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At last … the introduction of lasting powers of attorney in Guernsey


11 July 2022


3 min read

In line with the existence of lasting powers of attorney (also known as LPAs) under both English and Jersey law, many will welcome the introduction in Guernsey law of the right to create LPAs. [1]

An LPA essentially allows a person, known as the grantor, to appoint one or more persons, each known as an attorney, to make certain decisions for the grantor should they lose mental capacity (and in some cases relating to property and financial affairs, even before they do). These decisions fall into two categories:

  • health and welfare; and
  • property and financial affairs

and an LPA can deal with one or both of these categories either generally or in relation to specified matters.

Previously any power of attorney granted by a person would automatically cease to be valid if that person lost capacity and such powers of attorney can still be granted notwithstanding the introduction of the LPA. 

Very specific requirements must be met by both the grantor and any attorney in order to provide for a valid LPA.

The key requirements for a grantor are:

  • they must be over 18 in order to register the LPA
  • they must have capacity and not be under any undue influence at the time the LPA is registered
  • they are responsible for the provision of accurate information and ensuring the attorney or attorneys appointed are eligible to act

The key requirements for an attorney are:

  • one or more persons can be appointed either jointly or jointly and severally (or a mixture of both)
  • in relation to health and welfare, an attorney must be over 18 years of age
  • in relation to property and financial affairs, an attorney must also be over 18 or a licensed Guernsey fiduciary
  • other eligibility restrictions also apply, particularly in relation to a person who has been bankrupt
  • the LPA instrument can provide for the appointment of a substitute or successor attorney in some circumstances
  • if a spouse or civil partner of a grantor is appointed as attorney, if they subsequently divorce or lawfully separate, unless the LPA instrument provides otherwise, their appointment will automatically cease

An LPA is subject to certain overriding principles, including, importantly, that acts and decisions must only be made in the grantor's best interests.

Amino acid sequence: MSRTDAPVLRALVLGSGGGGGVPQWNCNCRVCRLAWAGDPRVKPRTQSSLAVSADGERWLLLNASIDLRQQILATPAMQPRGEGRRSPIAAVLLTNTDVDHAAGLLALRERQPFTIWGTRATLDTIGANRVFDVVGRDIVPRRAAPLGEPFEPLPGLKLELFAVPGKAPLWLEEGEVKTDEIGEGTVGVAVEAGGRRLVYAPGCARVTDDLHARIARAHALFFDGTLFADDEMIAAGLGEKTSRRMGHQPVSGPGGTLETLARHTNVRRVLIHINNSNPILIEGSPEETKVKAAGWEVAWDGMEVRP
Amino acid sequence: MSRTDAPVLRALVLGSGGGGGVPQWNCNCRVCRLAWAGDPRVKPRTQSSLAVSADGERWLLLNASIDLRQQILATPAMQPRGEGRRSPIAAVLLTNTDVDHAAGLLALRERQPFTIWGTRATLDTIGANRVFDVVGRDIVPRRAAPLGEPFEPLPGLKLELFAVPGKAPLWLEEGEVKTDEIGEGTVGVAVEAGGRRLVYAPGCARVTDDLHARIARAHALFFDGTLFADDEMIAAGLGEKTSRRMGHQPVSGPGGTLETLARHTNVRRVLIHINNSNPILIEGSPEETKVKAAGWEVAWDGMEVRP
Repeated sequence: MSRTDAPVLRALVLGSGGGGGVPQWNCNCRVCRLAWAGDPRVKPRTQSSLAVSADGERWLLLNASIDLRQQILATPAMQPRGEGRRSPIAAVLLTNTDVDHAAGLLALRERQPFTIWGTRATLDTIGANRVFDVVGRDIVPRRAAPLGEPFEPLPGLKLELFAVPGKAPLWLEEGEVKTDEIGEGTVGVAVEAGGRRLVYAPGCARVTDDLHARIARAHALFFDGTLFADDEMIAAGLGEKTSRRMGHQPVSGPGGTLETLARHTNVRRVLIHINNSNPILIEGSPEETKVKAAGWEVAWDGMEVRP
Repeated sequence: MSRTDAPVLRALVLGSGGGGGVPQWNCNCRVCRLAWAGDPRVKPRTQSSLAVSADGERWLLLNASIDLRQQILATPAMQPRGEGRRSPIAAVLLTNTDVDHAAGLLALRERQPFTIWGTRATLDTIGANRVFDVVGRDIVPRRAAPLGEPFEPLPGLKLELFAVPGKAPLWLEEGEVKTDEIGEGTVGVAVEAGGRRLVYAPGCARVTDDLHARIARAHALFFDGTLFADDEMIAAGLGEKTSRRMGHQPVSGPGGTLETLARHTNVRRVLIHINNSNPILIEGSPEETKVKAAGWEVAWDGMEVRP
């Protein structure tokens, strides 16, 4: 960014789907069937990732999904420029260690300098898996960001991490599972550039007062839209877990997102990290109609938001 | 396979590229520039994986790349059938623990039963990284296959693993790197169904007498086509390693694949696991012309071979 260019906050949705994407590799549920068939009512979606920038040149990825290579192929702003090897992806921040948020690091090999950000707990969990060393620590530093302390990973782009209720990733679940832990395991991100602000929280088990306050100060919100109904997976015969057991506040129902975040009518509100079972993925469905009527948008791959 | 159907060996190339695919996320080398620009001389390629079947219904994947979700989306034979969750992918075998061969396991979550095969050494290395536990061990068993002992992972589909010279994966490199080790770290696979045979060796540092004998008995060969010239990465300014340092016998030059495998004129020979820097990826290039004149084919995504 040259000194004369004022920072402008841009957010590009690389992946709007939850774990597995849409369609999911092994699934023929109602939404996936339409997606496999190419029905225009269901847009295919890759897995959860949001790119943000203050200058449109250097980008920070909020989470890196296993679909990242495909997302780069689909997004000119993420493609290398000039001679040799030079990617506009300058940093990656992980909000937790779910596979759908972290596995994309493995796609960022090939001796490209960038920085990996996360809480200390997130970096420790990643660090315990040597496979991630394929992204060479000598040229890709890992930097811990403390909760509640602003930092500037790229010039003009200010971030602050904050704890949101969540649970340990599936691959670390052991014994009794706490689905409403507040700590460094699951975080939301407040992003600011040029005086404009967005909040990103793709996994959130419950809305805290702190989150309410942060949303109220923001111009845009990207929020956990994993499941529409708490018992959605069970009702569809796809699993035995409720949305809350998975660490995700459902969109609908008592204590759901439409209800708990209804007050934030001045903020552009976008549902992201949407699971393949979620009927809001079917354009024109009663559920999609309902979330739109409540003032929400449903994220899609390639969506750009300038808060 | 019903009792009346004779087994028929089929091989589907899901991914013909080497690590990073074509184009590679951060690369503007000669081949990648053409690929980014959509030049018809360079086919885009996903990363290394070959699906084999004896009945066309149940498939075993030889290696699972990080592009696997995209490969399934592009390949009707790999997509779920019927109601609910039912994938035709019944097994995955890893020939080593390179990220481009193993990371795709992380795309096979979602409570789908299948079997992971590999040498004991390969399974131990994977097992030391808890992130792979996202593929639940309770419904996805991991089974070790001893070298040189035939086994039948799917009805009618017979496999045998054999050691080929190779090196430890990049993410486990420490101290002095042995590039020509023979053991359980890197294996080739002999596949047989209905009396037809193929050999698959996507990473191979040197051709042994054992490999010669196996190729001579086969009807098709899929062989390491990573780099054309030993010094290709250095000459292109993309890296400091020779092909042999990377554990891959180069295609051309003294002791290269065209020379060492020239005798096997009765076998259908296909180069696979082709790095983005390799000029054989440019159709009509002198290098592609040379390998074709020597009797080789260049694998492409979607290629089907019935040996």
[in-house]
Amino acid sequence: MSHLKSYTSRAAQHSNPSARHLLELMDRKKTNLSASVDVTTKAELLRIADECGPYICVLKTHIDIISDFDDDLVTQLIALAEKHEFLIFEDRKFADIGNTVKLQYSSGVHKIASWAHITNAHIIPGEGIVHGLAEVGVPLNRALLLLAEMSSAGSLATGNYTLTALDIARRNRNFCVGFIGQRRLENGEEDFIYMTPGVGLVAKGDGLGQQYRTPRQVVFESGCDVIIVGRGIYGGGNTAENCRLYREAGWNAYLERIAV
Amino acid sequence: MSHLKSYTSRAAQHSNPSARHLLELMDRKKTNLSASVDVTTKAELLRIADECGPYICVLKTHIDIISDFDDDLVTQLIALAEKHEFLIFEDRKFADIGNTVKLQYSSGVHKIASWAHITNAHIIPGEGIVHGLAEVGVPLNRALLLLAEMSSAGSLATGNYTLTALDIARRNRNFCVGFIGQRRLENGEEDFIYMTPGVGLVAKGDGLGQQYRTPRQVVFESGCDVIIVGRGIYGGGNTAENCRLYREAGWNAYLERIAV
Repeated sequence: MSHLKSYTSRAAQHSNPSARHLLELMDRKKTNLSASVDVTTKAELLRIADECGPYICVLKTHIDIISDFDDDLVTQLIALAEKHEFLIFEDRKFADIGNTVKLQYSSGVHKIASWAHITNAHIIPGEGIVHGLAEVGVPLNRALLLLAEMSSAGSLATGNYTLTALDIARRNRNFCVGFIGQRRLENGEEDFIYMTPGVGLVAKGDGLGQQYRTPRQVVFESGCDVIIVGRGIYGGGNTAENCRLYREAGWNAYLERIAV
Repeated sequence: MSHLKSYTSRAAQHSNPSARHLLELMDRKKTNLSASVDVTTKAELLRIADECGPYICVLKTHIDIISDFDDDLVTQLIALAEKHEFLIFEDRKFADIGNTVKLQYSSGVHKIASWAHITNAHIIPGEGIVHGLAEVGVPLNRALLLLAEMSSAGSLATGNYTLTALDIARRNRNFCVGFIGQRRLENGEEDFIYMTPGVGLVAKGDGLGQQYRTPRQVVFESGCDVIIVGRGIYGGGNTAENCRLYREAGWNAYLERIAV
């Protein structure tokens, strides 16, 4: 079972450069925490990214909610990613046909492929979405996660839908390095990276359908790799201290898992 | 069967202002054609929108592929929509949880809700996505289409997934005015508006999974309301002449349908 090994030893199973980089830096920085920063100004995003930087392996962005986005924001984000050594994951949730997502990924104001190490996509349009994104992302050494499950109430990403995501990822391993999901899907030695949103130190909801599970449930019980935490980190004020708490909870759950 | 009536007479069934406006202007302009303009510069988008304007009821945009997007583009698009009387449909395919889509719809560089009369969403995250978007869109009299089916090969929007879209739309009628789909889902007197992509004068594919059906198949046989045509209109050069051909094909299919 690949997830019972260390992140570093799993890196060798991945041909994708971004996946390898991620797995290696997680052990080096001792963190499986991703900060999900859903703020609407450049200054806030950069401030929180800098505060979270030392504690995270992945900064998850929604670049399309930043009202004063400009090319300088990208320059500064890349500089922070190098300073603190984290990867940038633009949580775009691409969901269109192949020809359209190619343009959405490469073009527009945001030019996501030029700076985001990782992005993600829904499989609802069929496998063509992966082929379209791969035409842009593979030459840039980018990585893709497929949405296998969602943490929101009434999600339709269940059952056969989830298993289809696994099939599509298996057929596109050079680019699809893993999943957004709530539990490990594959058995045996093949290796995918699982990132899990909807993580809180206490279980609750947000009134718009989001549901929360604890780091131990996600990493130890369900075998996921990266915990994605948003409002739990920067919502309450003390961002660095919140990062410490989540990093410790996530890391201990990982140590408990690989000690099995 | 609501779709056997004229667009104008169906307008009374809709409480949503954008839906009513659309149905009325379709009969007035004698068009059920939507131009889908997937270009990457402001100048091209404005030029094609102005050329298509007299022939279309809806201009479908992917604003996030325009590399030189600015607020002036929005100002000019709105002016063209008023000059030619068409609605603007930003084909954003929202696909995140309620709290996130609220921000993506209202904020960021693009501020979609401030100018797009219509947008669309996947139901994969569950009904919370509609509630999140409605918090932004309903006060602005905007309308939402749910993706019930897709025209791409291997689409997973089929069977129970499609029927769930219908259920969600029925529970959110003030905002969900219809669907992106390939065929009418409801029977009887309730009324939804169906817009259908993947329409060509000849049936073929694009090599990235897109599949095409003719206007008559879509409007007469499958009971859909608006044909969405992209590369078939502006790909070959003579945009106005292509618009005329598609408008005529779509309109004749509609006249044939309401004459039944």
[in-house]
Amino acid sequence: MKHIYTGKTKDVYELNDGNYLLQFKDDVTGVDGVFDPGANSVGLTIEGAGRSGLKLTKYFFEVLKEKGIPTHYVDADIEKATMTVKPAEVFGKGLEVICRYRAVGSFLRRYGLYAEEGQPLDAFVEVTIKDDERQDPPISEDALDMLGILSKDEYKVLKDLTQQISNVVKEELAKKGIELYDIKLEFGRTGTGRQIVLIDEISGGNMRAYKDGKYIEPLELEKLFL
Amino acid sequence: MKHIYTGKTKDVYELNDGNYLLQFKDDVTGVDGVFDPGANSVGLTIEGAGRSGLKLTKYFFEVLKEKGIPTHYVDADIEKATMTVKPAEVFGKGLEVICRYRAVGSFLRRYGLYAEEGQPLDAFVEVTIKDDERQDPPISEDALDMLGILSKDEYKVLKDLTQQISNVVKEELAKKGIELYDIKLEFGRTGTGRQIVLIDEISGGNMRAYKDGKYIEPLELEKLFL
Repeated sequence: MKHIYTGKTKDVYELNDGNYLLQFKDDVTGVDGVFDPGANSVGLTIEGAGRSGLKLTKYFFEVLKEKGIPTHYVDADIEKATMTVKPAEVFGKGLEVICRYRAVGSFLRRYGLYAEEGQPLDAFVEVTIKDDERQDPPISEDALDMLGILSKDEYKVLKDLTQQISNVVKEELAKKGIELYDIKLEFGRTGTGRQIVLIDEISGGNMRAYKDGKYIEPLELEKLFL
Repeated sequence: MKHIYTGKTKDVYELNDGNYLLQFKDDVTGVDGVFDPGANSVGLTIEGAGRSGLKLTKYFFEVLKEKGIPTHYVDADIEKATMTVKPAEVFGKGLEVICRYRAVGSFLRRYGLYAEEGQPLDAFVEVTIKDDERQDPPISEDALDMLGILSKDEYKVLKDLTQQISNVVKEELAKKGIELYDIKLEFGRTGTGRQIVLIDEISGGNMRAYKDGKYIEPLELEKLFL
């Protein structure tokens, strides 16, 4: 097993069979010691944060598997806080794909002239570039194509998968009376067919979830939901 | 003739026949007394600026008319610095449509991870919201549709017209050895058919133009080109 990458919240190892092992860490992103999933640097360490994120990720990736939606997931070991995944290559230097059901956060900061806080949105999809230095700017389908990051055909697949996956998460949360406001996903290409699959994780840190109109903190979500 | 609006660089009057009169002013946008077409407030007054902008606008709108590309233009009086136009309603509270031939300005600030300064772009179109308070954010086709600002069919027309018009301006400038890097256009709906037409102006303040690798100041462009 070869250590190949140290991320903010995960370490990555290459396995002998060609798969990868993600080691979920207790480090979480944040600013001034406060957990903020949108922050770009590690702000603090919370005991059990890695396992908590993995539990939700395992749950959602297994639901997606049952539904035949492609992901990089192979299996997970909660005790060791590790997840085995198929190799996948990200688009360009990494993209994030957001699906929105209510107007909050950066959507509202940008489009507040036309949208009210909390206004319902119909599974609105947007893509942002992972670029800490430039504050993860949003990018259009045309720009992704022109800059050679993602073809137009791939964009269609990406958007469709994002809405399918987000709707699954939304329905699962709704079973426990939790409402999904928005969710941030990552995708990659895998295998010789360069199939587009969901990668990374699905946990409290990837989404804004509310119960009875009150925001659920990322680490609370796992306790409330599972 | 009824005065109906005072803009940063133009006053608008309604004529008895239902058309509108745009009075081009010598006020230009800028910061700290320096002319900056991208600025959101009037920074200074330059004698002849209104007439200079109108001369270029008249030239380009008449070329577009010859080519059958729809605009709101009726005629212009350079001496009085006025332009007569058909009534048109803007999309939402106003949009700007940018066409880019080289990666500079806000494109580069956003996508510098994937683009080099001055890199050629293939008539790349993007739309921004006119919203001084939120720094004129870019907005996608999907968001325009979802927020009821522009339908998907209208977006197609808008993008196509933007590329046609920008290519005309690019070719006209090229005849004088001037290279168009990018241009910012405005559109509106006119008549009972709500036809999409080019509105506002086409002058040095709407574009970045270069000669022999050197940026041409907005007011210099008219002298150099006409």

It should be noted that an LPA cannot be used to alter a grantor's will. An LPA for health and welfare is also subject to provisions under the Law relating to advance decisions to refuse treatment, and any advance care plans should also be taken into account, as well as any other past wishes.

The LPA instrument must be in a prescribed form available online from the Royal Court (or otherwise meet the requirements of the Law and Ordinance but be immaterially different to the prescribed form), the content must comply with the requirements of the Law and Ordinance and is subject to any conditions or restrictions set out as well as restrictions set out in the Law limiting the authorisation an LPA can provide and the making of gifts by an attorney.

In certain circumstances it is possible to amend or revoke an LPA.

In order for an LPA to be valid, the grantor must:

  • execute the LPA instrument in line with execution guidance provided by the Royal Court
  • register the same themselves in person with HM Greffier (such that any foreign person would need to visit Guernsey personally) or HM Greffier (or his deputy) will attend at a person's home locally if they are unable to attend the Greffe in person (for a fee)
  • pay the necessary fees

Where an LPA is activated when the grantor has lost capacity, there are very specific requirements by which capacity must be considered, how the grantor must be treated and what assessments must be made if it is believed the grantor has lost capacity. This information will be need to be submitted to HM Greffier before an LPA is considered activated.

In circumstances where it is considered necessary to terminate an LPA, the legislation provides appropriate safeguards to ensure the grantor's best interests are provided for.

It is very important that the choice of attorney is fully considered and revisited throughout the capacity of the grantor to ensure that any attorney in place at the time an LPA is activated is appropriate. An attorney should very carefully consider whether they are willing and able to accept such a position and any potential for a conflict of interest to arise should be assessed before the attorney is appointed. In some cases, it will be advisable for grantors or attorneys to seek legal advice.

It is hoped the introduction of the LPA will help in circumstances that can naturally be difficult and upsetting for individuals and families and to see capacity issues being addressed has been positively commented on.


[1] The Capacity (Bailiwick of Guernsey) Law, 2020 (the Law) and The Capacity (Lasting Powers of Attorney) (Bailiwick of Guernsey) Ordinance, 2022 (the Ordinance).

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Ogier is a professional services firm with the knowledge and expertise to handle the most demanding and complex transactions and provide expert, efficient and cost-effective services to all our clients. We regularly win awards for the quality of our client service, our work and our people.


This client briefing has been prepared for clients and professional associates of Ogier. The information and expressions of opinion which it contains are not intended to be a comprehensive study or to provide legal advice and should not be treated as a substitute for specific advice concerning individual situations.

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